Chapter 1: What is Psychology?

Intro to Psychology

The history of modern psychology

  • Great thinkers in history (Aristotle, Zoroaster) raised “psychological” questions, but they answered them with anecdotes instead of evidence.
  • Phrenology, the pseudoscientific belief that bumps on the skull could tell us about a person’s personality traits, became popular in the 1800s.
    • Example of anecdotal “psychology” not working.
  • In 1879, Wilhelm Wundt established the first psychological lab.
    • Volunteers were trained to carefully observe and analyze their own sensations.
    • Wundt is credited for initiating the movement to make psychology a science.
  • Functionalism emphasized the purpose of behavior, as opposed to its description.
    • Ask how an action helps a person/animal adapt to the environment.
  • Freud was a physician who became convinced that depression, nervousness, etc came from childhood conflicts and traumas that were too threatening to be remembered consciously.
    • For example, sexual feelings for a parent.
    • Eventually his ideas evolved into a broad theory of personality and a method of psychotherapy, both known as psychoanalysis.
    • Freud did not rigorously test his theories.

Major perspectives in psychology


  • Hormones
  • Chemical imbalances
  • Illness

Evolutionary psychology: how behavior that was useful in our evolutionary past may be reflected in our present behaviors, mental processes, and traits.


  • How environments and experience affect humans and animals
  • People learn by imitating others and by reacting to surrounding events


  • Focuses on what goes on inside people’s heads


  • Focuses on social and cultural forces outside the individual
    • Perception of the world, expressing emotions, how we treat people

What psychologists do

  • Psychotherapist: does any kind of psychotherapy. Not legally regulated.
  • Psychoanalyst: practice one particular form of therapy — psychoanalysis. Requires degree and training.
  • Psychiatrist: a medical doctor who treats mental disorders.

Steps for critical thinking

  1. Be willing to ask copious “why?” questions
  2. Define your terms (“What makes people happy?” “What does happy mean here?”)
  3. Analyze your own assumptions and biases
  4. Examine the available evidence (and reliability of that evidence)
  5. Weigh the conclusions, generating as many reasonable interpretations of evidence as possible

At the end you arrive at a theory.

Sampling participants for a study

A representative sample is more important than a large sample size.

Descriptive studies

Allow researchers to describe or predict human behavior, but not to explain it.

  • Case studies
    • We can’t deprive children and study the effects, but there are historical cases that can be studied.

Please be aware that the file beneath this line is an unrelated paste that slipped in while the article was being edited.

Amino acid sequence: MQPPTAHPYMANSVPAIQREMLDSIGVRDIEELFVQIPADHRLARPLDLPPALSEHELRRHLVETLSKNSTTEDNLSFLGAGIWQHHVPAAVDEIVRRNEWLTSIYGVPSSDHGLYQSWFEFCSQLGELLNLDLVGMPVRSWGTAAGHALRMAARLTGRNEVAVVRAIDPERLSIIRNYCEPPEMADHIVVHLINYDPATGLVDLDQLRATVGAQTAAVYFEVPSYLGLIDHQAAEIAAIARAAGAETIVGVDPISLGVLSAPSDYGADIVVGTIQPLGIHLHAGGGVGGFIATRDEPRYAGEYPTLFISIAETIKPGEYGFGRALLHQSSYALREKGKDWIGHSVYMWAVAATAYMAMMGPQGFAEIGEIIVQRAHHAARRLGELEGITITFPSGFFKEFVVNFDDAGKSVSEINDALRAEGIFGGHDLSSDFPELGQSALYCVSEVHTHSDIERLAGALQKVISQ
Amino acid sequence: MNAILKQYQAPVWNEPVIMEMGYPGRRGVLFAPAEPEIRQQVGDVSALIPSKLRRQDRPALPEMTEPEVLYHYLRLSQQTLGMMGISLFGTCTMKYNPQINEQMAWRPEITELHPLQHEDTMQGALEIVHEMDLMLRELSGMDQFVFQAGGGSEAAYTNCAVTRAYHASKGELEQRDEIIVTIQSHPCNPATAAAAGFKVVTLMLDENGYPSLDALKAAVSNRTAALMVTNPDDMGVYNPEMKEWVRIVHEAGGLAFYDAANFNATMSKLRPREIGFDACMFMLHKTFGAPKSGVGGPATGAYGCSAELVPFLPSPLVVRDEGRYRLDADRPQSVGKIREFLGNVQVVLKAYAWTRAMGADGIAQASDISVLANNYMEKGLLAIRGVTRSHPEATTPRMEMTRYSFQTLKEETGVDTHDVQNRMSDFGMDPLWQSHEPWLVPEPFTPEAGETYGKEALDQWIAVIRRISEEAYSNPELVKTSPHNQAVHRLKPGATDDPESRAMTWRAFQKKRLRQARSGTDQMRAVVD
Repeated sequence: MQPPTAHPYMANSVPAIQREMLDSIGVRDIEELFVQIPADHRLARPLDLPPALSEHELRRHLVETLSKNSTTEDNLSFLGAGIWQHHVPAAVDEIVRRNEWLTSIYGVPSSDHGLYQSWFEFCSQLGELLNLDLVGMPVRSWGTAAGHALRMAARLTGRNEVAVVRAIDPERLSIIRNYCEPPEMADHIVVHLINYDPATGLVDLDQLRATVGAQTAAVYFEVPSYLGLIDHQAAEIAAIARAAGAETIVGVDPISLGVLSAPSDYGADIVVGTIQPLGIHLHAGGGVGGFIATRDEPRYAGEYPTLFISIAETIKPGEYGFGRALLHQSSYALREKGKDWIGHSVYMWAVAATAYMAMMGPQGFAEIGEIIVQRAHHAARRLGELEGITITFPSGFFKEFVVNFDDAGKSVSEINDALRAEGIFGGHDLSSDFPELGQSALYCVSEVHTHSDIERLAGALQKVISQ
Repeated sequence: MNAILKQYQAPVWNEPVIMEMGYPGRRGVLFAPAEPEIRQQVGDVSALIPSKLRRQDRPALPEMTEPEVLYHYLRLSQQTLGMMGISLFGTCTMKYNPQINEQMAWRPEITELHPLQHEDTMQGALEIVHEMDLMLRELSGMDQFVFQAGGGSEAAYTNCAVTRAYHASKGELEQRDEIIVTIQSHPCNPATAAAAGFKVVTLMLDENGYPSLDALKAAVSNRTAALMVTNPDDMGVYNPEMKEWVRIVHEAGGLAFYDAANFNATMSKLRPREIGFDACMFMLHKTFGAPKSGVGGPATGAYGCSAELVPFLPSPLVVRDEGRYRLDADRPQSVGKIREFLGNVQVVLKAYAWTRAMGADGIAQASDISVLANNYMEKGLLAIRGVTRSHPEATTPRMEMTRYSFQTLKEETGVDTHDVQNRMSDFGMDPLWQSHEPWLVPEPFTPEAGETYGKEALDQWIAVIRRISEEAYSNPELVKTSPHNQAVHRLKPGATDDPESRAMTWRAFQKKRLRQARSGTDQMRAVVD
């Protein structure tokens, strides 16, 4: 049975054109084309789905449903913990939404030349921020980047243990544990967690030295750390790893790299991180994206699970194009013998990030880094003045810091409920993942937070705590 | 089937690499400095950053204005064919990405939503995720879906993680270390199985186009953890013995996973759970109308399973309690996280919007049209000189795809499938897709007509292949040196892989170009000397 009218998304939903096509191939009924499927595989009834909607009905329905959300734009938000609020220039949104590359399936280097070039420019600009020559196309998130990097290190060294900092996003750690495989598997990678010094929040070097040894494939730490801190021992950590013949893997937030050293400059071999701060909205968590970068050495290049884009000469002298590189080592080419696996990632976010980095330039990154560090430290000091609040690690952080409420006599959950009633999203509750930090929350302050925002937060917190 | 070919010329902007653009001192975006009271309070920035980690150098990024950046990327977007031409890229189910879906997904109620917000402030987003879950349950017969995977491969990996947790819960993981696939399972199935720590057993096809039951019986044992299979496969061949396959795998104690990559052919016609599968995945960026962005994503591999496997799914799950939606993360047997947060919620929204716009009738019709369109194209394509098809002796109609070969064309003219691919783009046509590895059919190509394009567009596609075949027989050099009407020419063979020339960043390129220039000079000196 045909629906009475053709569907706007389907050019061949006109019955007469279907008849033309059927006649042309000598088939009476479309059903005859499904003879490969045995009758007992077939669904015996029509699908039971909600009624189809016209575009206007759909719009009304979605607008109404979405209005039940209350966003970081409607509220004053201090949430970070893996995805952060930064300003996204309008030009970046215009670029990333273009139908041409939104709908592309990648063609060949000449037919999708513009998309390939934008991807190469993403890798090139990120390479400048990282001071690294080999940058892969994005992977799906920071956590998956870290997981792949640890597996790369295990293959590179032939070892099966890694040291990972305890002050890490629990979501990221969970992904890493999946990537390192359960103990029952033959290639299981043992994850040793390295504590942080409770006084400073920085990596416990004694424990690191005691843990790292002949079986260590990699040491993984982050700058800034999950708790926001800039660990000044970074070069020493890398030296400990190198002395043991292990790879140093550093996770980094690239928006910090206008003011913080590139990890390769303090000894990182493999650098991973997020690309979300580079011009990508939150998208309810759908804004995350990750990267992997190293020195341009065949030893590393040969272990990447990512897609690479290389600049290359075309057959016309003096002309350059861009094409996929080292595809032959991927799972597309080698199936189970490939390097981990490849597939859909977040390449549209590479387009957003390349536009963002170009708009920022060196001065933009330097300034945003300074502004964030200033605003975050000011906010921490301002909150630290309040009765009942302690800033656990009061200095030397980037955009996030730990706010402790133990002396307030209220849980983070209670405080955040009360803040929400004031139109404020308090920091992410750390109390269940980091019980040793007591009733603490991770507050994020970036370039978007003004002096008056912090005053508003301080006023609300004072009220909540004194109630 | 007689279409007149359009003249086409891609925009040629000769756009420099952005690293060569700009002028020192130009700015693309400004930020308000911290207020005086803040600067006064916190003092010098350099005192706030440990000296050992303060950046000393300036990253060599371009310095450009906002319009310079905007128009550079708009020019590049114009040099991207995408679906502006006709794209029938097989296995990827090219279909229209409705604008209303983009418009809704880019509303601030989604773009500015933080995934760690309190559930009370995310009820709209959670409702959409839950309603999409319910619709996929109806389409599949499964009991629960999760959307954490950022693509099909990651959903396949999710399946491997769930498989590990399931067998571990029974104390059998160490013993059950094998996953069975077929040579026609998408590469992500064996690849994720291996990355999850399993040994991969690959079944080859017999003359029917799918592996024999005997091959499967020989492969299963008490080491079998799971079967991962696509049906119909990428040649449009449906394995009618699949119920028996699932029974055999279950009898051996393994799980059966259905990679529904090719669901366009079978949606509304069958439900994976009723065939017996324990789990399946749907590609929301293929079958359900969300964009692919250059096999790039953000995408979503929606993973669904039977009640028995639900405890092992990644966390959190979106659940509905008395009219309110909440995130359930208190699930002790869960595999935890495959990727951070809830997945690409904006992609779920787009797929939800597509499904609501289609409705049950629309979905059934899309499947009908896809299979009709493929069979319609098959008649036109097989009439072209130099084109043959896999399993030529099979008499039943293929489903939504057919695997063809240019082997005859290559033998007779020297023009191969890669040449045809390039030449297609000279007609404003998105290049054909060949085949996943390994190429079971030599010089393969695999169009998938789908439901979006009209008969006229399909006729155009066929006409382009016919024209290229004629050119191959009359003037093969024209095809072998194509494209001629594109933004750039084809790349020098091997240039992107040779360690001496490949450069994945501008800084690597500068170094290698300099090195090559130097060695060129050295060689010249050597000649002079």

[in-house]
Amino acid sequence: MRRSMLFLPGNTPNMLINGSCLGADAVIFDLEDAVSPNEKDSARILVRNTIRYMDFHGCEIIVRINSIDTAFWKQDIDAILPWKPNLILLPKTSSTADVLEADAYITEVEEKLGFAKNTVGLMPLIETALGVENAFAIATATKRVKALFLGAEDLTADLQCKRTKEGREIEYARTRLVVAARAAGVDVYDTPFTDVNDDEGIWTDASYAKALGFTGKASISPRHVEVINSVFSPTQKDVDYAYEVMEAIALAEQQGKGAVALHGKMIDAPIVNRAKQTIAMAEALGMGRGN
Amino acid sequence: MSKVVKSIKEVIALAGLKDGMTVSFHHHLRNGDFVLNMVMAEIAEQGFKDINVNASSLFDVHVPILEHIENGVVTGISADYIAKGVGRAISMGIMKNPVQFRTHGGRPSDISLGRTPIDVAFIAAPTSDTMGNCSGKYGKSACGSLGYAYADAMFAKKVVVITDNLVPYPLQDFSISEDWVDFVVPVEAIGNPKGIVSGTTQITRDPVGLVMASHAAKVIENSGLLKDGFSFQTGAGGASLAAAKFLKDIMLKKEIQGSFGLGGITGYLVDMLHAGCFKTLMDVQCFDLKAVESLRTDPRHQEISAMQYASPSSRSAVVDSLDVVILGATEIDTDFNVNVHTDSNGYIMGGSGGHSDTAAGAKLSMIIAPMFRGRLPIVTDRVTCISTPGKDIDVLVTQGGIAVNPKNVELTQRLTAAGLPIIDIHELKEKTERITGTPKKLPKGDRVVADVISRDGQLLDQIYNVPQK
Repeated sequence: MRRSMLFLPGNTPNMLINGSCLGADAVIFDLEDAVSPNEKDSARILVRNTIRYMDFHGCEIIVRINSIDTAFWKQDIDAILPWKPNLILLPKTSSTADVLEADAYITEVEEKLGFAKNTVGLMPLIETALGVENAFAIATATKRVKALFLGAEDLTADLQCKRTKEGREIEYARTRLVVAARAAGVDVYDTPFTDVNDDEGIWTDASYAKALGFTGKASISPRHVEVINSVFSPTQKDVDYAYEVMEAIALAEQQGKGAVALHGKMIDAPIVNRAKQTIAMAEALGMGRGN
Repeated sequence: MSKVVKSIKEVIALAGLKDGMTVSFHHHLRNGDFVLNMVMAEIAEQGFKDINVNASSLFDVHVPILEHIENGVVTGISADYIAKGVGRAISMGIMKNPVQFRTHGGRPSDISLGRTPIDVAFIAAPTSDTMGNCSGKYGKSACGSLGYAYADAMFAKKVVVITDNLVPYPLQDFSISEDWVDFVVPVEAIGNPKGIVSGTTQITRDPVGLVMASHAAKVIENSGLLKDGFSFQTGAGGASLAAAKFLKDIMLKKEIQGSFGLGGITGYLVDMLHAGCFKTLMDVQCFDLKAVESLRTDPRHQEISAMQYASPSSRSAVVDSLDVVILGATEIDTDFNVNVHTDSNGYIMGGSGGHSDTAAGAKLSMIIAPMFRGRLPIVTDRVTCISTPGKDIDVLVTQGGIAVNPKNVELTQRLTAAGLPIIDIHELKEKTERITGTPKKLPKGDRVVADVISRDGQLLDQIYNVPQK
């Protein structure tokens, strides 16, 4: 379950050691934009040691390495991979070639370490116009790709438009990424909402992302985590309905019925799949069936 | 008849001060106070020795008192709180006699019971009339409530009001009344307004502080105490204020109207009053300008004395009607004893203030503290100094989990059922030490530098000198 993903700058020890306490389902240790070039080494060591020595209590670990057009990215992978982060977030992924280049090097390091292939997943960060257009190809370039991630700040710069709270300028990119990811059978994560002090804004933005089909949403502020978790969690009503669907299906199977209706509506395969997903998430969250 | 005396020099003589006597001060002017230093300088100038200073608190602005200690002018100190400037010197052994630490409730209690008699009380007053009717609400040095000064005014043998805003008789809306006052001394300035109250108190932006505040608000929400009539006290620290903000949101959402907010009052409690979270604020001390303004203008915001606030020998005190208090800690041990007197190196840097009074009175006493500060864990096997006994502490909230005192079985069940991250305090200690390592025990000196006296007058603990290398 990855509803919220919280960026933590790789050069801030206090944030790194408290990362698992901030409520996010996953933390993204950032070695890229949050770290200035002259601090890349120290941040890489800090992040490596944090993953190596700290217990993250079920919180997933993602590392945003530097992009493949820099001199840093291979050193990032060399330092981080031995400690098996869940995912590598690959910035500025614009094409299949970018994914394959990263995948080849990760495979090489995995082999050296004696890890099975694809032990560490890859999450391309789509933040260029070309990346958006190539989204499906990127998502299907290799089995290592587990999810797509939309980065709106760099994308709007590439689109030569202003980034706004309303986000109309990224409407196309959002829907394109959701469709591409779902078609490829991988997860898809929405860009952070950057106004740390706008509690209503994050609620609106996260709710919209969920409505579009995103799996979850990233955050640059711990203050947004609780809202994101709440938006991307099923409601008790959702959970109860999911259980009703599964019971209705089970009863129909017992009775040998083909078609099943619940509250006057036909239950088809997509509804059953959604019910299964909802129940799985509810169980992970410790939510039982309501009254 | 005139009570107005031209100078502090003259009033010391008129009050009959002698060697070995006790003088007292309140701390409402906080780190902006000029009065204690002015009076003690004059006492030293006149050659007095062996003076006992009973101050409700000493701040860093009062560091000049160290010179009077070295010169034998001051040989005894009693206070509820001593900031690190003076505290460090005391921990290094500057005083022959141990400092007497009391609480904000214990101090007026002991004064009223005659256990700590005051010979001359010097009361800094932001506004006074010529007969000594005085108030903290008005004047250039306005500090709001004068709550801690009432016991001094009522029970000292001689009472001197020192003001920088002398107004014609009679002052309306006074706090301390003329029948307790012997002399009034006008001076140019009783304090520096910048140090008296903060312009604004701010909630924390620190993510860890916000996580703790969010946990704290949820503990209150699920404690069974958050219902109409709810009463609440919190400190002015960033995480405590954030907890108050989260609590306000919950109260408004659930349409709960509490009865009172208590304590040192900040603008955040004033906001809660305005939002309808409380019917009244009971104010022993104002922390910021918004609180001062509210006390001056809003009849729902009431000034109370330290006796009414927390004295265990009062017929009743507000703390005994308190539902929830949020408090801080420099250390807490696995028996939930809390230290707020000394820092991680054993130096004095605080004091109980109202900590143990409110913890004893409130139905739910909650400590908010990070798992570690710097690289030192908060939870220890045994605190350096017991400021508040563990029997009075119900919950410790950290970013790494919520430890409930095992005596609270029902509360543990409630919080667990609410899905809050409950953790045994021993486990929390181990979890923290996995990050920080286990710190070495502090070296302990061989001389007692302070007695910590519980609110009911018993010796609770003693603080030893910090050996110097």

• We often don’t know much about the circumstances, so they’re good for forming hypotheses but not testing them.
  • Observational studies
    • Naturalistic observation: observing people in the natural environment.
    • Laboratory observation: observing people in a lab.
      • More control over the environment.
      • People may act differently because they’re being studied.
  • Psychological tests
    • It’s difficult to make tests that are reliable (producing same results repeatedly) and valid (measuring what they’re supposed to measure).
      • Validity is often measured by the test’s ability to predict other independent ways of measuring the trait (criteria).
  • Surveys
    • Produce lots of data, but really difficult to ask the right questions and get well-sampled and honest data.
    • Changing the phrasing of questions can change the answers.

Correlational studies

To determine whether two or more phenomena are related (and how strongly).

Positive correlation: high values of one correlate with high values of another.

Negative correlation: high values of one correlate with low values of another.

Correlation coefficient: +1 is positive correlation, -1 is negative correlation, 0 is no correlation.

Correlation does not imply causation. Try to find other possible explanations.

  • An illusory correlation is a correlation that is a coincidence.


  • Independent and dependent variables
  • Hold other factors constant
  • Experimental group and control group should have similar people
    • This can be achieved with random assignment if the sample is large

Cross-section study: comparing different age groups.

Longitudinal study: comparing the same people over time.

  • Cross-section studies may conclude that old people perform badly on tests, while longitudinal studies conclude that old people perform about the same.
    • Why? Because young people may be more educated or more familiar with the tests used.

Single-blind studies are where the participant doesn’t know which group they’re in.

Double-blind studies are where the participant and the researcher both don’t know.